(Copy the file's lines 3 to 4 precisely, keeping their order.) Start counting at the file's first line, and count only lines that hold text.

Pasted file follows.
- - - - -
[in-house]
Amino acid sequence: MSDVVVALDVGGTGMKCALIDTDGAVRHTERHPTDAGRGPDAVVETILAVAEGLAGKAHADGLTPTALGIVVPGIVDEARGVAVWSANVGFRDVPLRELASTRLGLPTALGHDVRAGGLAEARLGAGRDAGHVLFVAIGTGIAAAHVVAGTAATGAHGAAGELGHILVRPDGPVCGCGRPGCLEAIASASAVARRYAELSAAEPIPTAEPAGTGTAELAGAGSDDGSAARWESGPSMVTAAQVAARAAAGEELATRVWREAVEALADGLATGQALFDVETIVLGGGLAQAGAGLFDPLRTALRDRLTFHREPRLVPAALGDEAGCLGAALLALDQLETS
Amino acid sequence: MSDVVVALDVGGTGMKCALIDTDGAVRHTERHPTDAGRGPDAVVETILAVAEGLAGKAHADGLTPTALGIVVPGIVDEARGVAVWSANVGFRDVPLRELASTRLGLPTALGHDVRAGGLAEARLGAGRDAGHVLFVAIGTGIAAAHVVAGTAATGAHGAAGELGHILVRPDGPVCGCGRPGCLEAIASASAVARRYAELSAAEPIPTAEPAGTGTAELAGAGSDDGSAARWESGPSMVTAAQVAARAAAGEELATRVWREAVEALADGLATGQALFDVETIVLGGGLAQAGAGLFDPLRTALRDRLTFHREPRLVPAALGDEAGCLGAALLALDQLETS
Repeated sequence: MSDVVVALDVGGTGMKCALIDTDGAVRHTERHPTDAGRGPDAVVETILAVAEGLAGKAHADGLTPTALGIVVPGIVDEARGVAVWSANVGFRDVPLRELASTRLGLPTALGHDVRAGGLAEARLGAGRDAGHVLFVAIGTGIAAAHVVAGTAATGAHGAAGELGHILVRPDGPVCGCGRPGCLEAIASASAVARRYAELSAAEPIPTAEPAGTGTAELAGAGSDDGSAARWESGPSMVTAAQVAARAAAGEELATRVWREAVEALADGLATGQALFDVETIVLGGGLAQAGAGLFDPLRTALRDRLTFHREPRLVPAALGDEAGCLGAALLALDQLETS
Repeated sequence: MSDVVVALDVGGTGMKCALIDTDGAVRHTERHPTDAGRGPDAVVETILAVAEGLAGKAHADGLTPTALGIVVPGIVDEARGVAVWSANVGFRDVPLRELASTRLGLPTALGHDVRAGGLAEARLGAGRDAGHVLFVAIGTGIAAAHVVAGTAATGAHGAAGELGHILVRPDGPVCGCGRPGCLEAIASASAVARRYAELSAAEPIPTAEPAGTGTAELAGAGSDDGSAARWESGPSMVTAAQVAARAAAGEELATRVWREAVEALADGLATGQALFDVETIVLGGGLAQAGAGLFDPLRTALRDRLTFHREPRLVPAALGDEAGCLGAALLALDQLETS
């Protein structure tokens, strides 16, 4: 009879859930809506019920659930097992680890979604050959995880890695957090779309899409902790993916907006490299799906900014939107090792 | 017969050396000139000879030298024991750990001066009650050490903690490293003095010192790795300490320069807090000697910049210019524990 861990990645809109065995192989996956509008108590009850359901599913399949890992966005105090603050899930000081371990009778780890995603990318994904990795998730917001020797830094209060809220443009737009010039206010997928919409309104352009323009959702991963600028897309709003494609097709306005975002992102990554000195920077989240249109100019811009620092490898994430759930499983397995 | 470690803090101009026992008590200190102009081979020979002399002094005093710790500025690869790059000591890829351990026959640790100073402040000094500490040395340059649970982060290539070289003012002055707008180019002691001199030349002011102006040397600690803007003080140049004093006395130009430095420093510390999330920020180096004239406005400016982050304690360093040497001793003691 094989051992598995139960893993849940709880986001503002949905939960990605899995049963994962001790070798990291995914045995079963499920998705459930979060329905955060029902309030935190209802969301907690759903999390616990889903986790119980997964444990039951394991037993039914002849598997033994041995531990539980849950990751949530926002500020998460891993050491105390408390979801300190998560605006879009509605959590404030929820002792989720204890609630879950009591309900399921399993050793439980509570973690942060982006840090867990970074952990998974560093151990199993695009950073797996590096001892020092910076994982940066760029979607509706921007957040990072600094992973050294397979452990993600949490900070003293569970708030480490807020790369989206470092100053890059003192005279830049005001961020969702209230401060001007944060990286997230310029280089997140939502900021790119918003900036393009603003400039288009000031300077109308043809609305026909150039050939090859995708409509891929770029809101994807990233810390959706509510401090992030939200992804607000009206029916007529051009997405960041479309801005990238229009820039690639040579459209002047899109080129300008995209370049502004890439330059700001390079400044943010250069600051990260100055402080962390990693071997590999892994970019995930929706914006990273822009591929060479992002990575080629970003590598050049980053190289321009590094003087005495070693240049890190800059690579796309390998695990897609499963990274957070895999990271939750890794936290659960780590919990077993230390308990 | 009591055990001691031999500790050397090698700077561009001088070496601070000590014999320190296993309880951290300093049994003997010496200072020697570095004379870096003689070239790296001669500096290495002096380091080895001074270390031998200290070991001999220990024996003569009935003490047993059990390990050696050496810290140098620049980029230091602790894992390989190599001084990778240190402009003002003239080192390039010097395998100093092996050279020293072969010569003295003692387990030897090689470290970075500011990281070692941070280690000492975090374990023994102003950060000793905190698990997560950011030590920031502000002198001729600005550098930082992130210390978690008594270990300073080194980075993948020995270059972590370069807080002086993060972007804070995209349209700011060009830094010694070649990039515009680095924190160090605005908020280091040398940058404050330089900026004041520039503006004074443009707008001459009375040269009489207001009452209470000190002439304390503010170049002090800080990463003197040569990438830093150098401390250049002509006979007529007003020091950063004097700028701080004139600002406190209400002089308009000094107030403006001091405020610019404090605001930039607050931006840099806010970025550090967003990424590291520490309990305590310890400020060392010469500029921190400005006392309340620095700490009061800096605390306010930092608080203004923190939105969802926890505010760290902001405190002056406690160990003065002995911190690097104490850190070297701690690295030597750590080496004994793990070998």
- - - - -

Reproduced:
Amino acid sequence: MSDVVVALDVGGTGMKCALIDTDGAVRHTERHPTDAGRGPDAVVETILAVAEGLAGKAHADGLTPTALGIVVPGIVDEARGVAVWSANVGFRDVPLRELASTRLGLPTALGHDVRAGGLAEARLGAGRDAGHVLFVAIGTGIAAAHVVAGTAATGAHGAAGELGHILVRPDGPVCGCGRPGCLEAIASASAVARRYAELSAAEPIPTAEPAGTGTAELAGAGSDDGSAARWESGPSMVTAAQVAARAAAGEELATRVWREAVEALADGLATGQALFDVETIVLGGGLAQAGAGLFDPLRTALRDRLTFHREPRLVPAALGDEAGCLGAALLALDQLETS
Repeated sequence: MSDVVVALDVGGTGMKCALIDTDGAVRHTERHPTDAGRGPDAVVETILAVAEGLAGKAHADGLTPTALGIVVPGIVDEARGVAVWSANVGFRDVPLRELASTRLGLPTALGHDVRAGGLAEARLGAGRDAGHVLFVAIGTGIAAAHVVAGTAATGAHGAAGELGHILVRPDGPVCGCGRPGCLEAIASASAVARRYAELSAAEPIPTAEPAGTGTAELAGAGSDDGSAARWESGPSMVTAAQVAARAAAGEELATRVWREAVEALADGLATGQALFDVETIVLGGGLAQAGAGLFDPLRTALRDRLTFHREPRLVPAALGDEAGCLGAALLALDQLETS